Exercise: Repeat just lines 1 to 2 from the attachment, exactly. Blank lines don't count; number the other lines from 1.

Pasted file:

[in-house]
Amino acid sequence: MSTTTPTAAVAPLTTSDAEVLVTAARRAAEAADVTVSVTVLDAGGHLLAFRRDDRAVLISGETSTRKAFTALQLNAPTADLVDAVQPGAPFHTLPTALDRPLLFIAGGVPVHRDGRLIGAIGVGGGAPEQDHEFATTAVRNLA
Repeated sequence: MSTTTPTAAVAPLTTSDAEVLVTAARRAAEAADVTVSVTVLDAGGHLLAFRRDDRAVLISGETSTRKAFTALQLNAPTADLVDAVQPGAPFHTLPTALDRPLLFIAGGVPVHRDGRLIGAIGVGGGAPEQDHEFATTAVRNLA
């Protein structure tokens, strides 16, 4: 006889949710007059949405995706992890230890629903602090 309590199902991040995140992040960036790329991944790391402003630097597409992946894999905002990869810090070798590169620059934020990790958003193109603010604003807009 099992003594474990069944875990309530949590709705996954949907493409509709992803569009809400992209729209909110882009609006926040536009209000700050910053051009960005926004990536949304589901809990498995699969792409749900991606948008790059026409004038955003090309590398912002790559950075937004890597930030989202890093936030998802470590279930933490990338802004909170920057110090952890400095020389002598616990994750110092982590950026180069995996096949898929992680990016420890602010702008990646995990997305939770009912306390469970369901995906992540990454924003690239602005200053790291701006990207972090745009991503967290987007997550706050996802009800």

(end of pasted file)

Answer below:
[in-house]
Amino acid sequence: MSTTTPTAAVAPLTTSDAEVLVTAARRAAEAADVTVSVTVLDAGGHLLAFRRDDRAVLISGETSTRKAFTALQLNAPTADLVDAVQPGAPFHTLPTALDRPLLFIAGGVPVHRDGRLIGAIGVGGGAPEQDHEFATTAVRNLA